The Washington Post
Snuff (Discworld Series #39)by Terry Pratchett
At long last, Lady Sybil has lured her husband, Sam Vimes, on a well-deserved holiday away from the crime and grime of Ankh-Morpork. But for the commander of the City Watch, a vacation in the country is anything but relaxing. The balls, the teas, the muck—not to mention all that fresh air and birdsong—are more than a bit taxing on a cynical city-born… See more details below
At long last, Lady Sybil has lured her husband, Sam Vimes, on a well-deserved holiday away from the crime and grime of Ankh-Morpork. But for the commander of the City Watch, a vacation in the country is anything but relaxing. The balls, the teas, the muck—not to mention all that fresh air and birdsong—are more than a bit taxing on a cynical city-born and -bred copper.
Yet a policeman will find a crime anywhere if he decides to look hard enough, and it's not long before a body is discovered, and Sam—out of his jurisdiction, out of his element, and out of bacon sandwiches (thanks to his well-meaning wife)—must rely on his instincts, guile, and street smarts to see justice done. As he sets off on the chase, though, he must remember to watch where he steps. . . . This is the countryside, after all, and the streets most definitely are not paved with gold.
The Washington Post
Pratchett's new Discworld (Unseen Academicals, 2009, etc.) novel—the umpteenth, but who's counting?—features the Duke of Ankh, otherwise known as Commander Sir Samuel Vimes of the Ankh-Morpork City Watch, whose estimable wife, Lady Sybil, decrees that they shall take a vacation at her ancestral estate in the country.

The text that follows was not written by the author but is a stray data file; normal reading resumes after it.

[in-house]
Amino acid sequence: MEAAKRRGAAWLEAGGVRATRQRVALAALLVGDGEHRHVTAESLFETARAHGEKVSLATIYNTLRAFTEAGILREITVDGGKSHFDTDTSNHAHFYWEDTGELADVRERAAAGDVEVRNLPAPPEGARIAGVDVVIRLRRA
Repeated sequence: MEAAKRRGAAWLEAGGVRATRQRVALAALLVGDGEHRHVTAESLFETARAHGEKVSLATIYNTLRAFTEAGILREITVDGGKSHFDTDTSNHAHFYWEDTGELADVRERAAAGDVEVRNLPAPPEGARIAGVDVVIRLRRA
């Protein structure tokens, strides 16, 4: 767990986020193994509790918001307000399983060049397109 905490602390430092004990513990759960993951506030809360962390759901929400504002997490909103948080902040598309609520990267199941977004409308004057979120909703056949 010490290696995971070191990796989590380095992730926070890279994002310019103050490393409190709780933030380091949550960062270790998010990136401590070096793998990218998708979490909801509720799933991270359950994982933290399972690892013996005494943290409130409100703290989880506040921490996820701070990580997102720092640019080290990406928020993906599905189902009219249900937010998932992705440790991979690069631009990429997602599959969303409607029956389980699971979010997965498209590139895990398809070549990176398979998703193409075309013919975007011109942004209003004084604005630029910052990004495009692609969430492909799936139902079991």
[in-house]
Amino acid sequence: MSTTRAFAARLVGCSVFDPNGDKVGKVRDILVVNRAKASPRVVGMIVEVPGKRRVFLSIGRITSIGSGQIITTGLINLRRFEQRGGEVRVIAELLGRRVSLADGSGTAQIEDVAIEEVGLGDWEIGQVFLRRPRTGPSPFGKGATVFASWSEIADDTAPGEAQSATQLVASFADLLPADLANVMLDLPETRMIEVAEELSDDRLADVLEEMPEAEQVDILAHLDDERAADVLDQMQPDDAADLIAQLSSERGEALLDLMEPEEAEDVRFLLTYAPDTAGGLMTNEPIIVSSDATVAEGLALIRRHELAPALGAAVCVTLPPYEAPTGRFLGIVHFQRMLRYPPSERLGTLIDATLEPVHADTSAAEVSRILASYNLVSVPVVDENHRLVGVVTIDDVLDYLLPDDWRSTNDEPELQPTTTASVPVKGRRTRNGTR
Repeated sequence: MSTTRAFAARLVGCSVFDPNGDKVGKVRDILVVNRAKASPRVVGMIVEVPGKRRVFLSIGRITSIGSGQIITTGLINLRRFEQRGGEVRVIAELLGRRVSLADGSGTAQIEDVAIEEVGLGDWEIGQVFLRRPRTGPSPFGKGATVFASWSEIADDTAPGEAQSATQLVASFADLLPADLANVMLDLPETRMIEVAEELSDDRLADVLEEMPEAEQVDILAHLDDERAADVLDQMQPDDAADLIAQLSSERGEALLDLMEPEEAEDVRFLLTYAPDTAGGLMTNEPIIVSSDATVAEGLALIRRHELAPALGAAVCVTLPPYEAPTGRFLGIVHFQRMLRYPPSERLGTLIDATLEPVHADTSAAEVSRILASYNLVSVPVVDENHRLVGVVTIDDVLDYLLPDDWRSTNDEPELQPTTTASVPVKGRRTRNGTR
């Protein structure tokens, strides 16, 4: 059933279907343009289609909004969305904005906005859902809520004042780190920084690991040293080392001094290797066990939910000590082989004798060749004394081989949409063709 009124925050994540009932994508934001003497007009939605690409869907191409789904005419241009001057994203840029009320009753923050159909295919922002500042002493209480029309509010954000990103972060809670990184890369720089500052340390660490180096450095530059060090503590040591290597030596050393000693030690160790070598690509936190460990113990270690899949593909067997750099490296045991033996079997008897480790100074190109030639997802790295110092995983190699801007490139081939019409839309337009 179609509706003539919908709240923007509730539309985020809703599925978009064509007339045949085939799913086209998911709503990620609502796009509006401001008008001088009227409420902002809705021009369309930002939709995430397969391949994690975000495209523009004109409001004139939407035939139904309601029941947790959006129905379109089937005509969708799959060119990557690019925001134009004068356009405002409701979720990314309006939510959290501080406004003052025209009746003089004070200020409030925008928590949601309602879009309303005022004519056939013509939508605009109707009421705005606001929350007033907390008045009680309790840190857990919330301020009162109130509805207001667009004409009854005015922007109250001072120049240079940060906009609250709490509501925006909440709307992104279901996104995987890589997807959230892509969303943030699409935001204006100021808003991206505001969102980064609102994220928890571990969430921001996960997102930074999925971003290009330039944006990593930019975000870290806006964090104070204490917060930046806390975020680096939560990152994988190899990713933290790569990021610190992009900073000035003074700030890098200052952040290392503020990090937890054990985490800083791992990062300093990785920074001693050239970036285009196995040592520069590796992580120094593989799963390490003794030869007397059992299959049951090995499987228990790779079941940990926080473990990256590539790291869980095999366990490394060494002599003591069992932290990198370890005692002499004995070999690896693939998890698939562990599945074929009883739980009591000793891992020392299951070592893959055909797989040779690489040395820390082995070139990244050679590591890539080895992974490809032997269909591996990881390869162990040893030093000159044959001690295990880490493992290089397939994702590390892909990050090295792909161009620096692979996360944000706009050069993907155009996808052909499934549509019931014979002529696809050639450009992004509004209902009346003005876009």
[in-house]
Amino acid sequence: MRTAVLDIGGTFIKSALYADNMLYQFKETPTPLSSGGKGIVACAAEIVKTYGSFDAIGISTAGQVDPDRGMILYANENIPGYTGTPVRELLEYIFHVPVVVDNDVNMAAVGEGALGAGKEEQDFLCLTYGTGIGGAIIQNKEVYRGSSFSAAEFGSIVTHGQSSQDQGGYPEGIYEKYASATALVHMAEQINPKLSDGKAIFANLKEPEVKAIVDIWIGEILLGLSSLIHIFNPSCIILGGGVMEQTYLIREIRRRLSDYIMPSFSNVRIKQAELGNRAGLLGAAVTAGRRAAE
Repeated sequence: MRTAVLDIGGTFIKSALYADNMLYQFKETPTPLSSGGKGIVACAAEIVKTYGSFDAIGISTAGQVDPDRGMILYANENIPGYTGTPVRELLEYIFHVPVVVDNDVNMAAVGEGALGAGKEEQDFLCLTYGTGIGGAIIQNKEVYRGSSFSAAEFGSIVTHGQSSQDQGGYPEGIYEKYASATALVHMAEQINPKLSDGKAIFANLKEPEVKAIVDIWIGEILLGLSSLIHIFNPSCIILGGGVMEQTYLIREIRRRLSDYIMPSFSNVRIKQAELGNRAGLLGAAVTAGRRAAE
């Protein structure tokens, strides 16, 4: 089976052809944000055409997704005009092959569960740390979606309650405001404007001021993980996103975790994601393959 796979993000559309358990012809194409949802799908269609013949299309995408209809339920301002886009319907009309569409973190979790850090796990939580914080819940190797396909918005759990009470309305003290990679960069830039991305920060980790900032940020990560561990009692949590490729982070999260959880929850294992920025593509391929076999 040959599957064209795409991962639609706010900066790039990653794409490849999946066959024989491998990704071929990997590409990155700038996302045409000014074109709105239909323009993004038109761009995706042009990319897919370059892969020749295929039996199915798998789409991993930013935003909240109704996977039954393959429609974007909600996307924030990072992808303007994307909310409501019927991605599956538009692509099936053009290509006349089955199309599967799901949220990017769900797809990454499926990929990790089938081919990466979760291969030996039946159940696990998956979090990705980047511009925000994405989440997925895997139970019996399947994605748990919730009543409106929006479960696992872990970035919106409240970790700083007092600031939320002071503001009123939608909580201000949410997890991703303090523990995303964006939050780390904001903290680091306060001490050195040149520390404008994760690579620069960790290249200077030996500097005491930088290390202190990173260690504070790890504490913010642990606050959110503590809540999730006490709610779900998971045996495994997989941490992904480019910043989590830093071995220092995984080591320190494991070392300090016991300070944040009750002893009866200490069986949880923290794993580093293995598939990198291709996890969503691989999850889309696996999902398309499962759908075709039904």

Sam meets the local aristocracy and receives invitations to a lot of balls. He introduces six-year old Sam Junior to the author of young Sam's favorite book,The World of Poo. He faces down the irascible, aristocracy-hating local blacksmith and dines on Bung Ming Suck Dog. And, canny copper that he is, Vines, though out of his jurisdiction and out of his depth in a most alarming environment, senses wrongdoing. Sure enough, he's soon contemplating the slaughtered corpse of a goblin girl. Problem is, the law doesn't recognize the killing of goblins as murder. Still, there's smuggling going on, much of it involving substances far less innocent than tobacco. Crime or no crime, Sam determines to investigate, even to the rank, fetid caves where the last few goblins, starving, hunted and miserable, live. Sam doesn't fear the underground, being the Blackboard Monitor of the Dwarves. And tattooed on his wrist is a dreadful yet illuminating demon called the Summoning Dark, an entity that's as determined as Sam to bring justice to the poor goblins, despite the law and those who have decided to make their own rules. Funny, of course, but with plenty of hard edges; and, along with the excellent lessons in practical police work, genuine sympathy for the ordinary copper's lot.
A treat no fan of Discworld—and there are boatloads of them—will want to miss.
Meet the Author
Sir Terry Pratchett, OBE, was the author of more than 70 books, including the internationally bestselling Discworld series of novels. His books have been adapted for stage and screen, and he was the winner of multiple prizes, including the Carnegie Medal. In January 2009, Pratchett was knighted by Queen Elizabeth II in recognition of his services to literature. Sir Terry, who lived in England, died in March 2015 at the age of 66.
- Salisbury, Wiltshire, England
- Date of Birth:
- April 28, 1948
- Place of Birth:
- Beaconsfield, Buckinghamshire, England
- Four honorary degrees in literature from the universities of Portsmouth, Bristol, Bath and Warwick
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